Effects of ethanol administration on cerebral non-protein sulfhydryl content in rats exposed to styrene vapour

Teresa Coccini, Amalia Di Nucci, Marcello Tonini, Luciano Maestri, Lucio G. Costa, Maddalena Liuzzi, Luigi Manzo

Research output: Contribution to journalArticlepeer-review


Glutathione (GSH) and other non-protein sulfhydryls (NPS) are known to protect cells from oxidative stress and from potentially toxic electrophiles formed by biotransformation of xenobiotics. This study examined the effect of a simultaneous administration of styrene and ethanol on NPS content and lipid peroxidation in rat liver and brain. Hepatic cytochrome P450 and cytochrome b5 content, aniline hydroxylase and aminopyrine N-demethylase activities as well as the two major urinary metabolites of styrene, mandelic and phenylglyoxylic acids were also measured. Groups of rats given ethanol for 3 weeks in a liquid diet were exposed, starting from the second week, to 326 ppm of styrene (6 h daily, 5 days a week, for 2 weeks). In control pair-fed animals, styrene produced about 30% depletion of brain NPS and 50% depletion of hepatic NPS. Subchronic ethanol treatment did not affect hepatic NPS levels, but caused 23% depletion of brain NPS. Concomitant administration of ethanol and styrene caused a NPS depletion in brain tissue in the order of 60%. These results suggest that in the rat, simultaneous exposure to ethanol and styrene may lead to considerable depletion of brain NPS. This effect is seen when both compounds are given on a subchronic basis, a situation which better resembles possible human exposure.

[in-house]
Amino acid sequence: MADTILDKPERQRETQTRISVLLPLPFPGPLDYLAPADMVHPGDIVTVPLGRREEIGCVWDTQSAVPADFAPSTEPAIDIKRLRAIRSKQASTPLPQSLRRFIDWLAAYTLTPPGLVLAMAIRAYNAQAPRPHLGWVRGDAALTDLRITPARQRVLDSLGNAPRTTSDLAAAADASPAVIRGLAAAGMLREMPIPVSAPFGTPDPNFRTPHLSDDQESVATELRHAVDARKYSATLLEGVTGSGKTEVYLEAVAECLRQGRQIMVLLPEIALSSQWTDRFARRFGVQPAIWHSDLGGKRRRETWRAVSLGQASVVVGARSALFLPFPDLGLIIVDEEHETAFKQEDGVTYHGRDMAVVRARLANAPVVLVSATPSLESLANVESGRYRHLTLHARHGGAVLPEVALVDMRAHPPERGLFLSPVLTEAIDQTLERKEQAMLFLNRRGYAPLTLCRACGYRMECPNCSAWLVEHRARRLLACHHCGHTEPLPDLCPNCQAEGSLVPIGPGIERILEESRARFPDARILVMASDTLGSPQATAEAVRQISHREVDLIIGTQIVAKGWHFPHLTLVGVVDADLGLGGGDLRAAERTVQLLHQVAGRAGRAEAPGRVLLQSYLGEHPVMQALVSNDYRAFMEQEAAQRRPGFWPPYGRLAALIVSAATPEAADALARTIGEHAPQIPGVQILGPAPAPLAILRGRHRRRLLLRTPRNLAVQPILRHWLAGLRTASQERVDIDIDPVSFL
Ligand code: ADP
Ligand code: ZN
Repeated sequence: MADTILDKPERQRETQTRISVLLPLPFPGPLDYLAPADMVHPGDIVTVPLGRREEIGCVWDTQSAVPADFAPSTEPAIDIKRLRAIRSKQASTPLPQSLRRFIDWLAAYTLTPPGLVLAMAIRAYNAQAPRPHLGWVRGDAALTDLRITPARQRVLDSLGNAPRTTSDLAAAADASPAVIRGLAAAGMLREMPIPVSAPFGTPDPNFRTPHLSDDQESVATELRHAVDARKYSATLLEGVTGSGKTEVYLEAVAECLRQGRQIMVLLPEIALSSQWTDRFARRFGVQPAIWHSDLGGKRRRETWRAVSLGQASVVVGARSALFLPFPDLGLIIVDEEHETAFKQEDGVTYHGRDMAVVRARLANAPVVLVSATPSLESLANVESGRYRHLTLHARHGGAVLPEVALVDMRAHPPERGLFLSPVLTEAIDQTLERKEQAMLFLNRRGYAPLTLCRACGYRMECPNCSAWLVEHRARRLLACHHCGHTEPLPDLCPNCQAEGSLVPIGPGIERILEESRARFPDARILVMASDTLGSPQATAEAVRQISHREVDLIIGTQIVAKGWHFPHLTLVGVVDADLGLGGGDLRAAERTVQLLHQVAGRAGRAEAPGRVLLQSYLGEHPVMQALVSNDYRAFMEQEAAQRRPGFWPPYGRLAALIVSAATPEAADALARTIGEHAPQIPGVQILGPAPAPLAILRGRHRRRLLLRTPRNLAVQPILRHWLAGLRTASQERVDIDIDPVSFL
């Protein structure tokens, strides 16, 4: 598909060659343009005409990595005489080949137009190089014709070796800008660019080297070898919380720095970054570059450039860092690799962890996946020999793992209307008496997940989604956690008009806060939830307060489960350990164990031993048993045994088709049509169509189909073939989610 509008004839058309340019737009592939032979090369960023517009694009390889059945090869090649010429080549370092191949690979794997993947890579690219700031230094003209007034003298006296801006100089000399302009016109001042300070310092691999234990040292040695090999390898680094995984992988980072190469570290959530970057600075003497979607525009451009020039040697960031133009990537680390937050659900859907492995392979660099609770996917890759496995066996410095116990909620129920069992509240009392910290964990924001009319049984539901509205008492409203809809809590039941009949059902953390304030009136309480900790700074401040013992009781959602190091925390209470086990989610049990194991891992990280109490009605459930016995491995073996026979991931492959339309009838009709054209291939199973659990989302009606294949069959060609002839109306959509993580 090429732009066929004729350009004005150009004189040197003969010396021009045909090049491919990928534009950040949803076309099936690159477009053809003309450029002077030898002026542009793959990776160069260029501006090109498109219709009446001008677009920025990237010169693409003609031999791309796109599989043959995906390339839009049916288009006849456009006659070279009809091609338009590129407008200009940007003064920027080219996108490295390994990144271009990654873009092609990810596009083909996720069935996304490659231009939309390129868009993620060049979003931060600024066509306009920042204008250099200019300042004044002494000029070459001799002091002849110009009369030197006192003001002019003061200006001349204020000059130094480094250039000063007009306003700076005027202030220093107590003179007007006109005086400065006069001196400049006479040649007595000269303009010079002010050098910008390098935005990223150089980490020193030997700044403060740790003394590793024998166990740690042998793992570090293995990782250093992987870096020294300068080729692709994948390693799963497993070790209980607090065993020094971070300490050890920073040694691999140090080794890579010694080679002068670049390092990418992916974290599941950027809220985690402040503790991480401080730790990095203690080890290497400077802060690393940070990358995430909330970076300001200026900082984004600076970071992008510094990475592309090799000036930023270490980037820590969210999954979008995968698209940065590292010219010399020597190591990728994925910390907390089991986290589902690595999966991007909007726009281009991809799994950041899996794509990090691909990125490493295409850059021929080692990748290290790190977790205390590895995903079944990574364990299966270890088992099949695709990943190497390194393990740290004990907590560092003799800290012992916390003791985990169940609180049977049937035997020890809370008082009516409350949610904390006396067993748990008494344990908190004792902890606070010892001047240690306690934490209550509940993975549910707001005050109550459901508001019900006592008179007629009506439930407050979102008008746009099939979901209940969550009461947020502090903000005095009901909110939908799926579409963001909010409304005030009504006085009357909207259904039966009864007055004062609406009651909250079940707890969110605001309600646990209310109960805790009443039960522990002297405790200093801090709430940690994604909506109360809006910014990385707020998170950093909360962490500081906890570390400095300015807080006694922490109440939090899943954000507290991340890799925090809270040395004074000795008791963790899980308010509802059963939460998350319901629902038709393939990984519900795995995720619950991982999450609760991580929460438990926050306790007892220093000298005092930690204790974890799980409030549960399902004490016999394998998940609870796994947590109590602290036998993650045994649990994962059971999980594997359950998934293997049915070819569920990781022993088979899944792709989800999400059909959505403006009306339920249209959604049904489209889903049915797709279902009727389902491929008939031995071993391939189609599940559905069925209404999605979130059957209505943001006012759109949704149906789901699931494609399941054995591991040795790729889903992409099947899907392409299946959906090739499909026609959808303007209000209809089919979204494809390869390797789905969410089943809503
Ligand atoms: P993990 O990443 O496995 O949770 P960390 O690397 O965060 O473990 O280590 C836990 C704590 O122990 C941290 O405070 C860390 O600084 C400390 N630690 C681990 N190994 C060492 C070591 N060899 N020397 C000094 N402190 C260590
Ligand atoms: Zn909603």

Original languageEnglish
Pages (from-to)115-122
Number of pages8
Issue number1-3
Publication statusPublished - Jan 8 1996


  • Brain
  • Ethanol
  • Glutathione
  • Styrene

ASJC Scopus subject areas

  • Toxicology


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